|This is not an optical trick. The NHL ice surface is very narrow.|
In today's Toronto Star, sports columnist Dave Feschuk writes on an issue dear to my heart...
Bigger ice in NHL arenas? It’s a conversation worth having: Feschuk
While the NHL’s unlikely to ever move to international size ice surfaces, there is an appetite for some amendments to the current standard.
His piece opens up with...
"Sometimes it seems like an unstoppable NHL cycle. As players get bigger and faster, time and space shrinks."
While I agree with the writer, I don't think this is a recent 'thing'. Even as a kid when I was watching National Hockey League action, back when NHL players were relatively "bigger and faster" than their previous generation, I was often frustrated by the sheer lack of ice surface; then and now, the standard being 200' x 85'.
My blog on the issue from April 28th, 2008...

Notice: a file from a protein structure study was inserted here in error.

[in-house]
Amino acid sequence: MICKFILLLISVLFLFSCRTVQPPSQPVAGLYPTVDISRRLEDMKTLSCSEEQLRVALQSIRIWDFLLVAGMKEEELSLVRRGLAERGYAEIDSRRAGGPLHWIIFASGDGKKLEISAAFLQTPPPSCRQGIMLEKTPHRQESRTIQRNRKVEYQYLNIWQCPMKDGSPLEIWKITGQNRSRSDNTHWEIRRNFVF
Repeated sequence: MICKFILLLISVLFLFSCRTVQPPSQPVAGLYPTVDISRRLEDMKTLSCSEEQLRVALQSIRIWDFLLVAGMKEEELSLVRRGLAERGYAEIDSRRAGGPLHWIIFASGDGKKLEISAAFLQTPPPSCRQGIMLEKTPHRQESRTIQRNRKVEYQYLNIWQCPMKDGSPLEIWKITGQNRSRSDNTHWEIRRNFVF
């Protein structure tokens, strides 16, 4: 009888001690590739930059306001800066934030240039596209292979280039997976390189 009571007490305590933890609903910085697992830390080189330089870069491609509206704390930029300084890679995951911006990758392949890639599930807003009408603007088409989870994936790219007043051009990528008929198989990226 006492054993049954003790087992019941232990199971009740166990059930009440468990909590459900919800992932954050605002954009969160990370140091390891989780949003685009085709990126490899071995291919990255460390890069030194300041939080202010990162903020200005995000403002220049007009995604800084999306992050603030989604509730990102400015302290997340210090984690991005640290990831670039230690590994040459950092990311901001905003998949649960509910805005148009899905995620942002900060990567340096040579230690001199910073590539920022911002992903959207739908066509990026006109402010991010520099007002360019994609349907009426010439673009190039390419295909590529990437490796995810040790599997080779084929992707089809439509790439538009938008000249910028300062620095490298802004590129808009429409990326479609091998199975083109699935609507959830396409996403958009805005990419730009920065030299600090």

NHL RINK SIZE MATTERS
I opened up with...
"Getting back into watching the odd period of NHL ice hockey reminds me that the league must increase the ice surface size... These have been the dimensions for years, which only reminds me that I was saying the same thing in the early 1970s!"
Brian Burke, former general manager of the Toronto Maple Leafs, and now in that capacity with the Calgary Flames, has it right when he states, as recounted by writer Feschuk, that he would like to see 90- to 92-foot-wide rinks.
The same dimensions I mentioned in my earlier blog posting...
"I'm not suggesting the playing area should be increased to Olympic or International specifications (200' x 98.5') but I think an extra five to seven feet in the width measurement is essential."
Toronto Maple Leaf forward James van Riemsdyk says he likes the 90-foot-breadth used in the arena at Boston University. The man speaks some sense. He is not alone. But as much as there are people in the National Hockey League who would like to see a change to the larger ice surface, many of them doubt that the league will change: "Owners" do not want to lose the strip of premium-priced seats lining the boards.
The NHL has to grow (up). It's living in the dark ages.